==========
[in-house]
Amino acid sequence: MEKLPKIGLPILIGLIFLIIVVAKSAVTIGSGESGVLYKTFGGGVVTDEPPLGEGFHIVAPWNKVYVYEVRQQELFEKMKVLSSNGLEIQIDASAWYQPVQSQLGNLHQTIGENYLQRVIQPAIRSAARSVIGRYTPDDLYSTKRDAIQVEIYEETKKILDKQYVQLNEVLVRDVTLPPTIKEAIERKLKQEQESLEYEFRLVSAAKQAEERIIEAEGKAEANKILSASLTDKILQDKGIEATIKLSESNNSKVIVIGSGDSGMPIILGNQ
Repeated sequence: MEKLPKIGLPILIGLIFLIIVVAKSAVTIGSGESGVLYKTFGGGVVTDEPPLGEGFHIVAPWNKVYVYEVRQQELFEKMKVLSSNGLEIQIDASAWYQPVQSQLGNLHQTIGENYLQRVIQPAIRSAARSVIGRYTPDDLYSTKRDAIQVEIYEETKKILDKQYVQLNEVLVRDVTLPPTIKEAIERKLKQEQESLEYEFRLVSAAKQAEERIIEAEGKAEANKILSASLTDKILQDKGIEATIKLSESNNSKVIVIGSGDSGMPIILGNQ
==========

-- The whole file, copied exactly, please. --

[in-house]
Amino acid sequence: MEKLPKIGLPILIGLIFLIIVVAKSAVTIGSGESGVLYKTFGGGVVTDEPPLGEGFHIVAPWNKVYVYEVRQQELFEKMKVLSSNGLEIQIDASAWYQPVQSQLGNLHQTIGENYLQRVIQPAIRSAARSVIGRYTPDDLYSTKRDAIQVEIYEETKKILDKQYVQLNEVLVRDVTLPPTIKEAIERKLKQEQESLEYEFRLVSAAKQAEERIIEAEGKAEANKILSASLTDKILQDKGIEATIKLSESNNSKVIVIGSGDSGMPIILGNQ
Repeated sequence: MEKLPKIGLPILIGLIFLIIVVAKSAVTIGSGESGVLYKTFGGGVVTDEPPLGEGFHIVAPWNKVYVYEVRQQELFEKMKVLSSNGLEIQIDASAWYQPVQSQLGNLHQTIGENYLQRVIQPAIRSAARSVIGRYTPDDLYSTKRDAIQVEIYEETKKILDKQYVQLNEVLVRDVTLPPTIKEAIERKLKQEQESLEYEFRLVSAAKQAEERIIEAEGKAEANKILSASLTDKILQDKGIEATIKLSESNNSKVIVIGSGDSGMPIILGNQ